Sunday, September 25, 2011

Geocarpy a.k.a. genuflecting

A new word for today:

Geocarpy n. Botany. A method in which some plants distribute their fruit by injecting the ovary into the soil though the actions of a unique and complicated flexure of the stalk.

Peanuts do it. So does this teensy plant (pictured above) from the strychnine family, first singled out by José Carlos "Louro" Mendes Santos, a handyman in rural northeastern Bahia, Brazil. He found the inch-high plant 2 years ago in the backyard of Alex Popovkin, an amateur botanist, and brought it to his attention. Popovkin networked through the Internet with Lena Struwe, of Rutgers University, and others to determine that the plant is a new species, which they named Spigelia genuflexa. Struwe comments, "This discovery shows that the most amazing living things can be found when you least expect it, during times and places when you really aren't looking for something new, and suddenly it is right there in front of you." The genuflecting plant, as it is becoming known, is distinguised by a rare and unusual characteristic: after fruits form, the branches bend down and deposit the seed-containing capsules on the ground - even burying them in the soft cover of moss - to ensure that the seedlings end up as close to the mother plant as possible, facilitating its propagation the following season. I await the time-lapse video!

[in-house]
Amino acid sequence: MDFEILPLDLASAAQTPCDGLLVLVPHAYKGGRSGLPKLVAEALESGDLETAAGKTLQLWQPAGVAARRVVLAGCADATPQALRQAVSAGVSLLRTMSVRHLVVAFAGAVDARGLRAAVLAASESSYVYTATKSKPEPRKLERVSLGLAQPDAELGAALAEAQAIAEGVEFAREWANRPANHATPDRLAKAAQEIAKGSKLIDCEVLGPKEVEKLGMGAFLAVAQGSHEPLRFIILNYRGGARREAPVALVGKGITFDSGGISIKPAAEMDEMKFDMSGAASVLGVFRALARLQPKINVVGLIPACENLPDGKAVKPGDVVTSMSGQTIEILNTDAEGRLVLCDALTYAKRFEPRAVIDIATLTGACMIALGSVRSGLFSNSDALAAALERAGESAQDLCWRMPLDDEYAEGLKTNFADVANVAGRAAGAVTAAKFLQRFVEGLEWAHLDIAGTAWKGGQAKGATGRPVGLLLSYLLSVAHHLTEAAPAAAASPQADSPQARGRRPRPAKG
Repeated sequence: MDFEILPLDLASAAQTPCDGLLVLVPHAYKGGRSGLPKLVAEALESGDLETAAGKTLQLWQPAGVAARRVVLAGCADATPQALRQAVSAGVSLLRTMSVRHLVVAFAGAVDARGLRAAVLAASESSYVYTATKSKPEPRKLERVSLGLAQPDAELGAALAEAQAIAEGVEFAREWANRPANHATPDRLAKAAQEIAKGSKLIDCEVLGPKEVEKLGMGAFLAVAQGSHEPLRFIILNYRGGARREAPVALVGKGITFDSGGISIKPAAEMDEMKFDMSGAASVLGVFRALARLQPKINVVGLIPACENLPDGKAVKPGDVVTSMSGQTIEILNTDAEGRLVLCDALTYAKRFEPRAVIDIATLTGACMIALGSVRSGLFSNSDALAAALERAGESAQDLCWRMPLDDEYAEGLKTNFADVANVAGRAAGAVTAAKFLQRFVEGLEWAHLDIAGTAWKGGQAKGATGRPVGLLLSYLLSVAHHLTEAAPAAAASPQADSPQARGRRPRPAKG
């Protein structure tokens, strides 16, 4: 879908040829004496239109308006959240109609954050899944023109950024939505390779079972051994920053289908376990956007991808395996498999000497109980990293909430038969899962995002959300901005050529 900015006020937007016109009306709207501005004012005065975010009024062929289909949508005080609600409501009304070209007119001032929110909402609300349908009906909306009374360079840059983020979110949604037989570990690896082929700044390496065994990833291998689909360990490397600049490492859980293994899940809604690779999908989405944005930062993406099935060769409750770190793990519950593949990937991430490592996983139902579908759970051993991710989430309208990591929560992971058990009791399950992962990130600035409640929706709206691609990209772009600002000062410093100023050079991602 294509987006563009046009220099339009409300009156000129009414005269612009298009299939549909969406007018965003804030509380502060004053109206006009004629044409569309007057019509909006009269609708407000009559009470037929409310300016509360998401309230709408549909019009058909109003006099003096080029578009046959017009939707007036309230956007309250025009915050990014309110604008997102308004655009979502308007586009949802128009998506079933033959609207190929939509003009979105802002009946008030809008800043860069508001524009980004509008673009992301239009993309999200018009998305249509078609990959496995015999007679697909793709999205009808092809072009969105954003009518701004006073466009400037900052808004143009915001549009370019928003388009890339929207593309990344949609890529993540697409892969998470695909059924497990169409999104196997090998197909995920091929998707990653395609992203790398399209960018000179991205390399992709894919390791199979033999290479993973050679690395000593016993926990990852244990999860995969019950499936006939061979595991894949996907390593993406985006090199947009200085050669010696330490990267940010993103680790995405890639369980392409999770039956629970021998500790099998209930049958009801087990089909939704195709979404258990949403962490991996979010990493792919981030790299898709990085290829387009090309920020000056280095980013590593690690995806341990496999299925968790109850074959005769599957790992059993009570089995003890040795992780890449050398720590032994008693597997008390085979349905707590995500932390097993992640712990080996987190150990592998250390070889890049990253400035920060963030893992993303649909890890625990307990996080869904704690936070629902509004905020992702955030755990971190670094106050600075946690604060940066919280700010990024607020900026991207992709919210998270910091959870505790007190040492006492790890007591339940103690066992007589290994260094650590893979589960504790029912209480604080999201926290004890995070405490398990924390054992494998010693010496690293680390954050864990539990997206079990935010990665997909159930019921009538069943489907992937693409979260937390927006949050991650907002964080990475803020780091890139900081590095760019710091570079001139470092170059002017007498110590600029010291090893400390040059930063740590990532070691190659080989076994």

All images by Alex Popovkin.

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